EVEN NOW, a month on, the words catch in Vito Mannone’s throat.
As the Italian goalkeeper tries to describe his emotions after saving Rafael’s penalty, those flashbacks kick-in.
The mob of team-mates racing towards him with ecstasy plastered over their faces.
The 9,000 Sunderland fans behind him propelled into utter delirium.
And the impromptu singing session back in the dressing room.
Even the long wait to undergo drug testing afterwards couldn’t take the shine off that Wednesday night at Old Trafford.
Those heroics in the Capital One Cup semi-final second leg penalty shoot-out still loom large in Mannone’s mind ahead of today’s final.
The summer signing just hopes it provides the platform for Sunderland to lift the League Cup for the first time in their history.
“It was something amazing, you can’t describe it in words,” said Mannone.
“These things happen and then you can’t repeat it really.
“You can only watch the video and enjoy. It gives you goosebumps.
“It was something you always dream about as a kid that your team comes to you in that way and you have 9,000 crazy fans singing your name.
“Then you go in the dressing room and have all your team-mates singing your name too.
“All the fans will remember that moment because it felt like a final, with the way we went through with unbelievable up and downs.
“It was incredible.
“We had some amazing games before that semi-final. That moment was just a small one in an amazing run.
“Thankfully, I could give some help to my team and team-mates, so we could go through. Now it’s down to us. It’s one game and we will enjoy it.”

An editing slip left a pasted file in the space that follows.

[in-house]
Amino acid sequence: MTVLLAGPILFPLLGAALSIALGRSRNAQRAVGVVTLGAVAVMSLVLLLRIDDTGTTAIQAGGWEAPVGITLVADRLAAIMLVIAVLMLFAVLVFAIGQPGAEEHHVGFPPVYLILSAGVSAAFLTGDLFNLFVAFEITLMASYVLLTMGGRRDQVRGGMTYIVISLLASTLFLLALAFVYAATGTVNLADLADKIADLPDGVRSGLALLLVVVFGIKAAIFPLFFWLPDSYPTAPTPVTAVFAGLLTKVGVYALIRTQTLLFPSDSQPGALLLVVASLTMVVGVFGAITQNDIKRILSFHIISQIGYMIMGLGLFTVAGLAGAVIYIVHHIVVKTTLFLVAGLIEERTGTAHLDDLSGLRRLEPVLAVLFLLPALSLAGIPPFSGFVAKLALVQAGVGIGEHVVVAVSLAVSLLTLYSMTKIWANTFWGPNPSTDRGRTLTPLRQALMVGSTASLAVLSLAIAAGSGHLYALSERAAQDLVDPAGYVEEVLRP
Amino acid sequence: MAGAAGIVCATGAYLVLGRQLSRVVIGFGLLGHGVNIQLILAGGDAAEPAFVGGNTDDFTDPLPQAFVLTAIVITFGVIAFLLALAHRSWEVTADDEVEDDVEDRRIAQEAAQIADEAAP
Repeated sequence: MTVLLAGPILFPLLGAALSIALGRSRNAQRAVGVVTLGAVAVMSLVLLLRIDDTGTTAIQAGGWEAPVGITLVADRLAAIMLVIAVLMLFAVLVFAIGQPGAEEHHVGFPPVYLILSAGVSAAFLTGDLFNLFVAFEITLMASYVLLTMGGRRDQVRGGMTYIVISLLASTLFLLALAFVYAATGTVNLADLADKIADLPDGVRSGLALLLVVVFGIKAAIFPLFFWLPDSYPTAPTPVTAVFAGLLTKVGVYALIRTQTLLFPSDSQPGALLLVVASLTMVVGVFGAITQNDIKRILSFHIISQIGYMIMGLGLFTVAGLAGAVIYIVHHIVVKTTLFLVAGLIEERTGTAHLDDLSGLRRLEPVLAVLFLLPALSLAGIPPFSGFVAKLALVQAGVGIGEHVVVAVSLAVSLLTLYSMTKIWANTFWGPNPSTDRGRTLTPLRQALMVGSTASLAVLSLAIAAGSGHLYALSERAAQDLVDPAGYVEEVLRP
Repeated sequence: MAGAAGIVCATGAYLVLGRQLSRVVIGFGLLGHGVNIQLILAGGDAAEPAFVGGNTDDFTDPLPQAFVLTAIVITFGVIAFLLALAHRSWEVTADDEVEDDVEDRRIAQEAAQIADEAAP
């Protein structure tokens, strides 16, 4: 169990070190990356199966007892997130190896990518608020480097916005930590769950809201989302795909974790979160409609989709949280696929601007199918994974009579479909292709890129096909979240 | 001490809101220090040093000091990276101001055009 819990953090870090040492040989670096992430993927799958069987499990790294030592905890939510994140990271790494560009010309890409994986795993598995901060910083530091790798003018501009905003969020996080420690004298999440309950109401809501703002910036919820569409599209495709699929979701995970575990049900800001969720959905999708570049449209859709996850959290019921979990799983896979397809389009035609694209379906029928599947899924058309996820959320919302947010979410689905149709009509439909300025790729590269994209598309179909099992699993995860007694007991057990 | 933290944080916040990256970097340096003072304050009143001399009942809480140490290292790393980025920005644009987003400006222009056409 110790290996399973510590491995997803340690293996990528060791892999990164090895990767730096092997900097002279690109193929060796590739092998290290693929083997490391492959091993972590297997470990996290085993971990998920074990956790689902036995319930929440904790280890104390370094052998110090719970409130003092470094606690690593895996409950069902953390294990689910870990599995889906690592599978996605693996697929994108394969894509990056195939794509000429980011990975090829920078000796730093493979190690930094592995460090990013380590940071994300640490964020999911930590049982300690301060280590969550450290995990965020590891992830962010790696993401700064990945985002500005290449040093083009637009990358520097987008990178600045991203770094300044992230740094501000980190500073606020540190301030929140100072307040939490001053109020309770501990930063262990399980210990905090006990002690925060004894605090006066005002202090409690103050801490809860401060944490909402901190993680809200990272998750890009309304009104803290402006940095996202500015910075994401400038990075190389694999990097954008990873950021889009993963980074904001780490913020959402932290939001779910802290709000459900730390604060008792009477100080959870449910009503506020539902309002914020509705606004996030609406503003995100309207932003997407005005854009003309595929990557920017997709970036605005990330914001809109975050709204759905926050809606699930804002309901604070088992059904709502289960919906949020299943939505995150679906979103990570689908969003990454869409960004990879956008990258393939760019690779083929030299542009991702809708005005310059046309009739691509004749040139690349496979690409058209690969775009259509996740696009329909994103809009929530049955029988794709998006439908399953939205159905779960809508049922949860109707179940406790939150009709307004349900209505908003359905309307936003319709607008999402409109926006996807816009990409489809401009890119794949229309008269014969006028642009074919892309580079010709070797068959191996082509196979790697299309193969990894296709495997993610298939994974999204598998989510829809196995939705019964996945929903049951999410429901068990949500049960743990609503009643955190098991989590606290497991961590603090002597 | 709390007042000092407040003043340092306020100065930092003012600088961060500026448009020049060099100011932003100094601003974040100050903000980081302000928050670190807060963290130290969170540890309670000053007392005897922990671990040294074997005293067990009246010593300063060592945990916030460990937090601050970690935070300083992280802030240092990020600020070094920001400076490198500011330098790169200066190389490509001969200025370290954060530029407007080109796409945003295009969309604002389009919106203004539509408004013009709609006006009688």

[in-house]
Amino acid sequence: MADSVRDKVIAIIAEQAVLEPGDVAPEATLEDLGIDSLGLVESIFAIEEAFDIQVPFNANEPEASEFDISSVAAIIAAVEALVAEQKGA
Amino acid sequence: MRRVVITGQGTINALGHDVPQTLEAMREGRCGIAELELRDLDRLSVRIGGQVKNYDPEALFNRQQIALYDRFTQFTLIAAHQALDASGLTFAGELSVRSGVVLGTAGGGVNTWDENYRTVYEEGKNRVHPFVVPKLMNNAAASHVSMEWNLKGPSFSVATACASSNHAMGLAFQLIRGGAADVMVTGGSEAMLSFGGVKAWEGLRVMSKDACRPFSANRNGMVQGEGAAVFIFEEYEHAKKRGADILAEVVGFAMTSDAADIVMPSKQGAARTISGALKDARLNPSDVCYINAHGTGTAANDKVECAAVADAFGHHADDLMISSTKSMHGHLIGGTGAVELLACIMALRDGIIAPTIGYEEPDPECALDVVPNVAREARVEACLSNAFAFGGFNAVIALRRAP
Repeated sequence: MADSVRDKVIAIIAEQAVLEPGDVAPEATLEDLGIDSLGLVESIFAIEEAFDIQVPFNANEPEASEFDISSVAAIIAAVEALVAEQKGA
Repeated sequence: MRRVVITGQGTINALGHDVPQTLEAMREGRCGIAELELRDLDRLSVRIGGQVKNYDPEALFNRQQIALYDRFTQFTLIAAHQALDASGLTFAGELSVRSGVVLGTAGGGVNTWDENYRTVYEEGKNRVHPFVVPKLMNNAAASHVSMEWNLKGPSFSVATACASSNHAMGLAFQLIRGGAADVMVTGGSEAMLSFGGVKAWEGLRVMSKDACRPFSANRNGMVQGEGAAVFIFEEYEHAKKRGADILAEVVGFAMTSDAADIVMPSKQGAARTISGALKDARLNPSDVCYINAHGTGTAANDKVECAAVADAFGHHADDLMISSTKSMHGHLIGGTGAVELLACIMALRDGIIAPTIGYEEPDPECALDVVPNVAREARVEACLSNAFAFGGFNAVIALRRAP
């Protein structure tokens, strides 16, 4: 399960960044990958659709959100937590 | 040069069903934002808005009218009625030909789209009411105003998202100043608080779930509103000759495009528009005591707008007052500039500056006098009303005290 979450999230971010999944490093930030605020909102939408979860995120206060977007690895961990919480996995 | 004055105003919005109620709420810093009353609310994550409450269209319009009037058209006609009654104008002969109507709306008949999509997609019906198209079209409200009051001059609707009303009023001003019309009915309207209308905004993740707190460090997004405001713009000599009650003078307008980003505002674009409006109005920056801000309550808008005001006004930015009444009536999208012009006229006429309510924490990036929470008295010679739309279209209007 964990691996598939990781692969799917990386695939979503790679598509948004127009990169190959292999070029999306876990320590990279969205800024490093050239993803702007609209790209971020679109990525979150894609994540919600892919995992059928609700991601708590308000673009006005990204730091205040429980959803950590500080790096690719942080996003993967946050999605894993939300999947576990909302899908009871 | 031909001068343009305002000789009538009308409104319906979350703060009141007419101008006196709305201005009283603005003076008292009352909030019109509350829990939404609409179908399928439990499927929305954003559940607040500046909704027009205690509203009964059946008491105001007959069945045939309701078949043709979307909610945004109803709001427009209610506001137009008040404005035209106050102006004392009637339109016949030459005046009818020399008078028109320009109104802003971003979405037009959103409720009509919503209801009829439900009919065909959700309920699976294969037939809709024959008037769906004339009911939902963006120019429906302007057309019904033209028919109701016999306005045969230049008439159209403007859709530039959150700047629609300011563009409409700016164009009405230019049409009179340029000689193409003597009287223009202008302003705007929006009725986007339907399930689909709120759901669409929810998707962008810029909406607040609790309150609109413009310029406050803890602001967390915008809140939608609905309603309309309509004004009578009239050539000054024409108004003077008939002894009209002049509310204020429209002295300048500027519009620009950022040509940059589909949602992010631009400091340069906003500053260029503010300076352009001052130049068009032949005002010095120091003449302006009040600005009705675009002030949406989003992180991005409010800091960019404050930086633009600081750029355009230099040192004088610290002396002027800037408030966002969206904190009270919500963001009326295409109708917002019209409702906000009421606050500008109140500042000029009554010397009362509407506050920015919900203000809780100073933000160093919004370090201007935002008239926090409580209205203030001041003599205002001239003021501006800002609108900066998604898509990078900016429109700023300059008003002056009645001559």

Should Mannone again prove to be Sunderland’s hero against Manchester City at Wembley this weekend, it will cap a remarkable journey for the stopper, who turns 26 tomorrow.
After Sunderland splashed out £2million on Arsenal’s third-choice keeper during the summer, question marks were raised over Mannone’s capabilities at the highest level. But after Keiren Westwood’s season came to an end with a shoulder injury in November, Mannone has grasped his opportunity impeccably.
“I just think I was waiting for my chance and it would have come anyway, that’s nothing against Keiren. It was down to me,” said Mannone.
“We had many games to play so at one point my chance would have come.
“It came that way and I needed to be ready for our new gaffer.
“I started to show him in training as much as I could and then the chance came and I took it. It’s down to being focused and being ready for the time.”
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